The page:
“There should be a pretty strong state-local partnership to get people where they need to go and to get goods to the people who need them,” Marks added. “But I think the pandemic adds another layer of challenge and uncertainty on it, especially with limited funding and the competitive nature of getting this type of funding to the places that need it most.”

The situation in Presque Isle is quite different from that of the Greater Portland region in southern Maine.

Greater Portland, which has seven separate agencies serving its municipalities, has been working since last year to develop a 30-year plan to improve its transit systems. The goal is to integrate those agencies — for example, by implementing a single payment platform that covers all of them — to make riding easier for residents.

Like other areas, the pandemic has brought a loss in ridership for Greater Portland, which had been seeing increases prior to the coronavirus outbreak, officials said. Still, there are no plans to cut service, and organizers are continuing to move forward on their plan, knowing the pandemic could change public transit. For example, remote work could change the way people commute. In the fall, the Greater Portland Council of Governments will lead a $200,000 marketing campaign to demonstrate the safety of public transit, said Tom Bell, the agency’s public information officer.

“Maine’s level of funding for public transit is extremely low compared to other New England states and the national average,” said Ryan Neale, transportation project manager at the Greater Portland council. Previous research showed that while Maine spent less than a dollar per capita on transit in 2016, Vermont spent $12. “If you want to build the system that I think Maine needs and wants going forward, we do need to find additional funding,” Neale said.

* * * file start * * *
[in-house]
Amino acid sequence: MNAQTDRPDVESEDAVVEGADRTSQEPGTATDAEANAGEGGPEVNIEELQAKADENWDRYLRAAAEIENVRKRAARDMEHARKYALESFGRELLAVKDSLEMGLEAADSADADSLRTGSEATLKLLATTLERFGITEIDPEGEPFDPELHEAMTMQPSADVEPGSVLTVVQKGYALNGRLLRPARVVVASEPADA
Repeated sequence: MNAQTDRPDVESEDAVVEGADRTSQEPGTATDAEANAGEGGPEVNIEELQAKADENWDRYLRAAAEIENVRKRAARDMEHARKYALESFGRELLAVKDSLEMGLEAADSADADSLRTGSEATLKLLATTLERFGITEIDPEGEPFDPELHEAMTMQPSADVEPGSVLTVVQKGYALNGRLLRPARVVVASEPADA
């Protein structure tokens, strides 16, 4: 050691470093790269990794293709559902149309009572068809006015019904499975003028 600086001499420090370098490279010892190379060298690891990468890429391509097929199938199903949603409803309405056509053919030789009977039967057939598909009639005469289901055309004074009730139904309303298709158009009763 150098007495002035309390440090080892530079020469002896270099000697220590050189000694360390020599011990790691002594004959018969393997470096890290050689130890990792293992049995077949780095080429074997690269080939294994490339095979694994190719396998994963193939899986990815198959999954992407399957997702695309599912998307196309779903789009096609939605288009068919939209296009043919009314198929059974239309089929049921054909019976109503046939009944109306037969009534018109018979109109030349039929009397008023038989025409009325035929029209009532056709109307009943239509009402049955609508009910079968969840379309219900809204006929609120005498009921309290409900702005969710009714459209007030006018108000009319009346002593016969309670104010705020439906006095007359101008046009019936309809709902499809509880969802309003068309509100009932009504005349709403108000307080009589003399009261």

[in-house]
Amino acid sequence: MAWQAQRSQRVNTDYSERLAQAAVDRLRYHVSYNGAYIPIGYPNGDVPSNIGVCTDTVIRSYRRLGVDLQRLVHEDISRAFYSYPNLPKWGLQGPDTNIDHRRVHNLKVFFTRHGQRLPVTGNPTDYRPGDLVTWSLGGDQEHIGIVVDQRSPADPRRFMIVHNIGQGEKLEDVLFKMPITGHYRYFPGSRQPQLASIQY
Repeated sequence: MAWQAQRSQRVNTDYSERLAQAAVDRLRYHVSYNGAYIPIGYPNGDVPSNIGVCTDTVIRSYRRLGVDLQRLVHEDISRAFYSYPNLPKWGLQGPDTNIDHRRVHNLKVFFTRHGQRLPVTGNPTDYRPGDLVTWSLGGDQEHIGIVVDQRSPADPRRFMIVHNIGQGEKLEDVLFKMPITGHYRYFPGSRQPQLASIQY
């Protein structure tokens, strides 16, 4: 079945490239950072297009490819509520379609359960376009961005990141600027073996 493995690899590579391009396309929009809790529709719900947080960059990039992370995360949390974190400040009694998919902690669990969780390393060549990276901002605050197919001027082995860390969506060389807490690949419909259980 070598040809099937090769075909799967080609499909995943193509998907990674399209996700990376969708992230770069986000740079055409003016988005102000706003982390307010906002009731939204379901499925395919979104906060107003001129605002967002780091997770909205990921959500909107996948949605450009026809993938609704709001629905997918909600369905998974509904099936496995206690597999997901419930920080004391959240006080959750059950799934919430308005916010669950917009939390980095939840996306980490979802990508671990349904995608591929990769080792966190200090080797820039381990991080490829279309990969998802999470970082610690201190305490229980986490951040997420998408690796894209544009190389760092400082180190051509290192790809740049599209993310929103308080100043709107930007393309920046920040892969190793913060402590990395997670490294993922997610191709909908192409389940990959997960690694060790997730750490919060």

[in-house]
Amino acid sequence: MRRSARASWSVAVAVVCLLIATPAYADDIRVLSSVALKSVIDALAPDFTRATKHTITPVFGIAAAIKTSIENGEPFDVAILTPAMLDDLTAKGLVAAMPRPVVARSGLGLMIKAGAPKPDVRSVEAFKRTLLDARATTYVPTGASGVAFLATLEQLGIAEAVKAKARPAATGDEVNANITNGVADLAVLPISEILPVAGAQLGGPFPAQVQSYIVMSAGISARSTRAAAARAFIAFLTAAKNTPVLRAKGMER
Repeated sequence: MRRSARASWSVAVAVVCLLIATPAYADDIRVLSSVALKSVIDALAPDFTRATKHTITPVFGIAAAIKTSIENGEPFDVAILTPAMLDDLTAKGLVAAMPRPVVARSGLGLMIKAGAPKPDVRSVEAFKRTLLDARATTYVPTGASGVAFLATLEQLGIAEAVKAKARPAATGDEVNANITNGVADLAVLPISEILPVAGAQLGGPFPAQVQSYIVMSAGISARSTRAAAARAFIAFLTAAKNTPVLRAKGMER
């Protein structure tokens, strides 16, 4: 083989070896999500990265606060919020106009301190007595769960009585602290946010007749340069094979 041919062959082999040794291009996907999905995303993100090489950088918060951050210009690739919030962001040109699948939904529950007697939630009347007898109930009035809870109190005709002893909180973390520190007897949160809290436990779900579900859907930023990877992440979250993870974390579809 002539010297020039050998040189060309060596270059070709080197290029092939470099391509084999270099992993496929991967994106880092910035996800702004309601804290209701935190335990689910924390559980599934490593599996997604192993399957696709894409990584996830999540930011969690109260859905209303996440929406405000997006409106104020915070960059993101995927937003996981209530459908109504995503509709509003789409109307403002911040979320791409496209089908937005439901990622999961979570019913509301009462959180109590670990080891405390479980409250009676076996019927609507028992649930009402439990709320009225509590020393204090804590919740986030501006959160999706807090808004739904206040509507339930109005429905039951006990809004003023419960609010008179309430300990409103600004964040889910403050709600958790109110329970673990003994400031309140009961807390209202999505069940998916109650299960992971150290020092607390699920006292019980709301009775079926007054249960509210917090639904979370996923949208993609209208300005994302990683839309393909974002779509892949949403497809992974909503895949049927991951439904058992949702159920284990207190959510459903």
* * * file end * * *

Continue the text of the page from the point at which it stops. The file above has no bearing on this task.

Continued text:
From Neale’s perspective, that additional funding would likely come from the state, which has more spending discretion than the federal government.

While the two areas are vastly different, “I think conceptually the challenge is the same” between Greater Portland and Presque Isle, Neale said. “For public transit to really work, you need a critical mass of people you’re connecting.” That critical mass means having enough people in the territory who want to ride — something that may be less of a challenge in the urban Greater Portland region than rural Aroostook County.

He also pointed out that Greater Portland’s fixed bus service brings in about 20% to 25% of its revenue from fares, with additional funding coming from the state. While he noted he can’t speak to the specific situation in Presque Isle, he said it’s possible that in areas like Aroostook County, less revenue is available from fares, making subsidies more necessary.

In Presque Isle, organizers said they’ll continue to develop possible solutions for the area’s transit needs.

“The need for better and more transportation for residents of Aroostook County remains,” Going Places Network co-chair LeRae Kinney said in the announcement. “Although we are saddened that the PI Loop, as we knew it, will not return, we are undaunted and ready to move forward as a network of partners with our work to find new and innovative solutions to a problem that has long faced our communities.”

David has written on health, science and the environment for various outlets, including World Wildlife Fund and the Chicago newspaper Windy City Times. He has reported on topics including the city’s opioid epidemic, bird research at the Field Museum, and LGBT youth in foster care, and was a Chicago correspondent for the Vxartnews. Now based in New York, David covers northern New England.